Opponents of a Wendy’s fast-food restaurant at the northeast corner of Fir Drive and Mono Way in Sonora will have to come up with $1,000 in less than 10 days if they want to appeal the Tuolumne County Planning Commission’s approval of the project at a public meeting Wednesday night.
Several residents who live on Fir Drive attended the meeting and raised deep concerns about the safety of using the street as an access point for the planned 2,600-square-foot commercial business that’s expected to generate as much as 413 vehicle trips per day.
“Basically what we’re all saying is you’re asking us to compromise our safety for this guy’s business,” said Anne Milberg, of Fir Drive. “I think you need to think about that and hopefully deny the project, or maybe put in a different kind of project that wouldn’t be so impactful on traffic.”
Milberg said she purchased her home on the street prior to the construction of the East Sonora Bypass and has seen the number of accidents and near misses increase since it was completed.
Commissioner Charlotte Frazier, who also serves as chairwoman of the Tuolumne County Republican Central Committee, specifically addressed Milberg after public comments had ended and told her that it wasn’t in the commission’s purview to choose what type of business goes into the location.
Milberg tried to respond but was told it was not time for public comments.
Commissioner Peter Rei backed up Frazier’s point and said the site is zoned for commercial, meets all of the requirements, and therefore he didn’t see any way to deny it.
The commission delayed a decision after hearing the concerns from residents at a meeting last month for a traffic study to be conducted.
According to county planners, the traffic study showed that delivery trucks could safely navigate the proposed driveways on Mono Way and Fir Drive and exit back onto Mono Way, the project would not increase the risk of accidents at the intersection, and ultimately would not have “appreciable impact on the capacity or safety of Fir Drive.”
While the property owner is listed on county documents as “Sukhjit Sangha, et al.,” the business would be owned and operated by Eastbay Equities Inc., based in Pleasant Hill.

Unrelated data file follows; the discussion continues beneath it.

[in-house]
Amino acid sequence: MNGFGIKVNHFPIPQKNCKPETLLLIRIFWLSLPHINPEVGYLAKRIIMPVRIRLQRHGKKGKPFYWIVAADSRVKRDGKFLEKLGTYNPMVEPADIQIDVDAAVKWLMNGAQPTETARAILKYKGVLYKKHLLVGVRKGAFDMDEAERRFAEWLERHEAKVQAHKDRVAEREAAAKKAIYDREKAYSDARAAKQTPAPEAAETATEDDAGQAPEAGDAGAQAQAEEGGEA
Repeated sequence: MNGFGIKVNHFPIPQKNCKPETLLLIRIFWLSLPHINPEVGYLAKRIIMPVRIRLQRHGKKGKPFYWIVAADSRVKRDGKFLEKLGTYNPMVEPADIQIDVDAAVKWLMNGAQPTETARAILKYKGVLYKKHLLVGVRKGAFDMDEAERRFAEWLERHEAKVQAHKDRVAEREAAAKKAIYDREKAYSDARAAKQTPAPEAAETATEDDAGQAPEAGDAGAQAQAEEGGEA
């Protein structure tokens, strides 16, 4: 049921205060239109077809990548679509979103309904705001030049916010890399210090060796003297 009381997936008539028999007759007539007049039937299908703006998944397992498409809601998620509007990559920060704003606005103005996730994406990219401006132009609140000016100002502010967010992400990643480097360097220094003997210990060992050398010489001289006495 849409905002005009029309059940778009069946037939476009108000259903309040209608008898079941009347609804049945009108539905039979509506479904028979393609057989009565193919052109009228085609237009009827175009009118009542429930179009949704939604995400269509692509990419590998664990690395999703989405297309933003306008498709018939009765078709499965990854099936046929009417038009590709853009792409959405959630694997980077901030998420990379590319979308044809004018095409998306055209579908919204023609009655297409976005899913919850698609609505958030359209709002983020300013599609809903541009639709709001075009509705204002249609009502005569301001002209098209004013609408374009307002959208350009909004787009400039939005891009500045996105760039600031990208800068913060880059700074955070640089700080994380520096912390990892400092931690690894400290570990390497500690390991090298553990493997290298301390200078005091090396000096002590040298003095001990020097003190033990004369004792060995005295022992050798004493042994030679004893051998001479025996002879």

Joshua Thomassen, district manager of Eastbay Equities Inc., said they are a family-owned Wendy’s operation that has been in business for 42 years throughout Northern California and the Bay Area.
Thomassen said he believed the estimated maximum of 413 vehicle trips per day sounded realistic to him in response to a question from Commissioner Heidi Lupo, who said the number concerned her.
Holly Britton, who owns Front Porch at 905 Mono Way with her husband, Zach Britton, said she had concerns about the safety of the intersection both for the residents who live nearby and her employees who have to travel through it to get to work.
She also said she’s in favor of a economic growth and new businesses coming to the county, but feels that every time she turns around there’s a new dollar store or fast-food restaurant being developed.
She noted that her husband is the eldest grandson of the late Harvey McGee, former longtime owner of The Union Democrat, who published many editorials over the years warning of major corporations squeezing out small, locally owned businesses.
“That business at that place at this time may not be the best decision,” she said. “Both for the safety of the residents there and those of us that travel that intersection regularly, and for the vision that we had really hoped the direction of Sonora would really go.”
After both sides had gotten a chance to speak, the commission voted 5-1 to approve a site development permit for the project.
Lupo was the only commissioner to vote against the project. She said that she voted no because she believed it would lead to unintended consequences down the road.